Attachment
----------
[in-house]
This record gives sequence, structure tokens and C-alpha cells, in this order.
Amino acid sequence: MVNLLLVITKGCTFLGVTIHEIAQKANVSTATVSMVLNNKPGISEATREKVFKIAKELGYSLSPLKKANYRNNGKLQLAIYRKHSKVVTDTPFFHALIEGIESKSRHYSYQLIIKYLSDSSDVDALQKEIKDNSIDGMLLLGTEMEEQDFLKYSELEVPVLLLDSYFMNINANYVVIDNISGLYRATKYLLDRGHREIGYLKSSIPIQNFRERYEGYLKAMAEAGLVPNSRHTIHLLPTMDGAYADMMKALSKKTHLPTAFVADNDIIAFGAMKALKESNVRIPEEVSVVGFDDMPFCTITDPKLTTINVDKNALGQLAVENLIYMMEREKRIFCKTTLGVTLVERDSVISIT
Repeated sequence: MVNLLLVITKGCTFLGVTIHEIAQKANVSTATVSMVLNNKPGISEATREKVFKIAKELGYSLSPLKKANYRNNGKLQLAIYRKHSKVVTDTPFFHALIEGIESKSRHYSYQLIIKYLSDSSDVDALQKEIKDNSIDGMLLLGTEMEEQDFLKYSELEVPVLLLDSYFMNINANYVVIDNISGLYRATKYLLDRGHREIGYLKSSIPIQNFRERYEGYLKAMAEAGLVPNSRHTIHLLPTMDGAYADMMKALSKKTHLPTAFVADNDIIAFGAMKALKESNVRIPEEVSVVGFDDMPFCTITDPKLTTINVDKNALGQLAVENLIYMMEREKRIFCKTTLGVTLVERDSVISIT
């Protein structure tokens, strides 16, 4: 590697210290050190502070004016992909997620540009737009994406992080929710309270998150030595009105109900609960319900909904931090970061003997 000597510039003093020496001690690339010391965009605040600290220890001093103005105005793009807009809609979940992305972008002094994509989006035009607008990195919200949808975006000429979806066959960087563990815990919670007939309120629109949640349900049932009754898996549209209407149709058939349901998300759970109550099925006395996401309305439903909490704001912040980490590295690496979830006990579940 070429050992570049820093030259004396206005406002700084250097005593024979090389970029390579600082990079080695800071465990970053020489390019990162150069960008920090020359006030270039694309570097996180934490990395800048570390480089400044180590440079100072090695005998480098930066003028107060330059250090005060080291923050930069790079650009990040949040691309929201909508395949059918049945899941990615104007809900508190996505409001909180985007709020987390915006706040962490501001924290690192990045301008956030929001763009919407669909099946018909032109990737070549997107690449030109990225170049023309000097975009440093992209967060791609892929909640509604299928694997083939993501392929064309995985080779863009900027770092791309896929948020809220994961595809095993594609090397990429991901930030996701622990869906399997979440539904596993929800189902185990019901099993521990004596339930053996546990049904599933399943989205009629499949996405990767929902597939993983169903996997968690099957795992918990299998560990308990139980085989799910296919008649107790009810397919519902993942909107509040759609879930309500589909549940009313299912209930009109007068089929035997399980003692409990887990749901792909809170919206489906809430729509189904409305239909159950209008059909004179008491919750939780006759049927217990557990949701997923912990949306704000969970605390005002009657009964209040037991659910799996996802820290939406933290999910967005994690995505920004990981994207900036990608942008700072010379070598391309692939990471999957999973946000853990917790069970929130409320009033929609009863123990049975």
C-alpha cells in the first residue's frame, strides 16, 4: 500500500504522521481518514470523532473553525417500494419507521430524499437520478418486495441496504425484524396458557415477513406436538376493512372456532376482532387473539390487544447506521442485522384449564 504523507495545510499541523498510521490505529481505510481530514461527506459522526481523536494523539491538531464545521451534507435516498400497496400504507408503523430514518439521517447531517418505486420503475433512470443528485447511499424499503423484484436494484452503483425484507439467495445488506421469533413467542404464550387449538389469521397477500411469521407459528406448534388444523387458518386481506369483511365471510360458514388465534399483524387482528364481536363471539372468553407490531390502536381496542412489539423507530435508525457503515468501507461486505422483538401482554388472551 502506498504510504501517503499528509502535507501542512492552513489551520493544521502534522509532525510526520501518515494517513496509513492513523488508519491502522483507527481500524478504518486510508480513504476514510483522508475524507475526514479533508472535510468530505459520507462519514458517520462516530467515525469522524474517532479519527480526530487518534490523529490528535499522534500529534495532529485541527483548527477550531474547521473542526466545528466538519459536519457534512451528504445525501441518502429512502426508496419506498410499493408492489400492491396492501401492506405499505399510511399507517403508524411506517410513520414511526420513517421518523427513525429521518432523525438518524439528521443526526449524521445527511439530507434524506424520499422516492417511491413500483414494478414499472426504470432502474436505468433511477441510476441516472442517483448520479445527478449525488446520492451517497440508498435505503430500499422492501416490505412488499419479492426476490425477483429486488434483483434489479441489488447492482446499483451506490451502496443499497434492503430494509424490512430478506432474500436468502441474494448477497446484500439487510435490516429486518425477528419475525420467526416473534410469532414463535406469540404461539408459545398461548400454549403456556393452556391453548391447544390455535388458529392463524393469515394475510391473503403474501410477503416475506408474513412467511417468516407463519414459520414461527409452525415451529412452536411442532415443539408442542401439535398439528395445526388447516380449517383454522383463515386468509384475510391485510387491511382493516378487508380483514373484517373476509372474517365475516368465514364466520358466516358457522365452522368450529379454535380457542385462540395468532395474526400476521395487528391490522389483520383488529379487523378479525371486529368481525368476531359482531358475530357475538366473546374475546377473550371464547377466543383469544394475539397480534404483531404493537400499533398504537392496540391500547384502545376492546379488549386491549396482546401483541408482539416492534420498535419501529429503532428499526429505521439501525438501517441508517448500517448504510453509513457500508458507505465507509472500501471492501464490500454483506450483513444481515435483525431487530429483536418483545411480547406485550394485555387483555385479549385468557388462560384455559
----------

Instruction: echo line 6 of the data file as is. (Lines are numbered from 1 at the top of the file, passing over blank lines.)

C-alpha cells in the first residue's frame, strides 16, 4: 500500500504522521481518514470523532473553525417500494419507521430524499437520478418486495441496504425484524396458557415477513406436538376493512372456532376482532387473539390487544447506521442485522384449564 504523507495545510499541523498510521490505529481505510481530514461527506459522526481523536494523539491538531464545521451534507435516498400497496400504507408503523430514518439521517447531517418505486420503475433512470443528485447511499424499503423484484436494484452503483425484507439467495445488506421469533413467542404464550387449538389469521397477500411469521407459528406448534388444523387458518386481506369483511365471510360458514388465534399483524387482528364481536363471539372468553407490531390502536381496542412489539423507530435508525457503515468501507461486505422483538401482554388472551 502506498504510504501517503499528509502535507501542512492552513489551520493544521502534522509532525510526520501518515494517513496509513492513523488508519491502522483507527481500524478504518486510508480513504476514510483522508475524507475526514479533508472535510468530505459520507462519514458517520462516530467515525469522524474517532479519527480526530487518534490523529490528535499522534500529534495532529485541527483548527477550531474547521473542526466545528466538519459536519457534512451528504445525501441518502429512502426508496419506498410499493408492489400492491396492501401492506405499505399510511399507517403508524411506517410513520414511526420513517421518523427513525429521518432523525438518524439528521443526526449524521445527511439530507434524506424520499422516492417511491413500483414494478414499472426504470432502474436505468433511477441510476441516472442517483448520479445527478449525488446520492451517497440508498435505503430500499422492501416490505412488499419479492426476490425477483429486488434483483434489479441489488447492482446499483451506490451502496443499497434492503430494509424490512430478506432474500436468502441474494448477497446484500439487510435490516429486518425477528419475525420467526416473534410469532414463535406469540404461539408459545398461548400454549403456556393452556391453548391447544390455535388458529392463524393469515394475510391473503403474501410477503416475506408474513412467511417468516407463519414459520414461527409452525415451529412452536411442532415443539408442542401439535398439528395445526388447516380449517383454522383463515386468509384475510391485510387491511382493516378487508380483514373484517373476509372474517365475516368465514364466520358466516358457522365452522368450529379454535380457542385462540395468532395474526400476521395487528391490522389483520383488529379487523378479525371486529368481525368476531359482531358475530357475538366473546374475546377473550371464547377466543383469544394475539397480534404483531404493537400499533398504537392496540391500547384502545376492546379488549386491549396482546401483541408482539416492534420498535419501529429503532428499526429505521439501525438501517441508517448500517448504510453509513457500508458507505465507509472500501471492501464490500454483506450483513444481515435483525431487530429483536418483545411480547406485550394485555387483555385479549385468557388462560384455559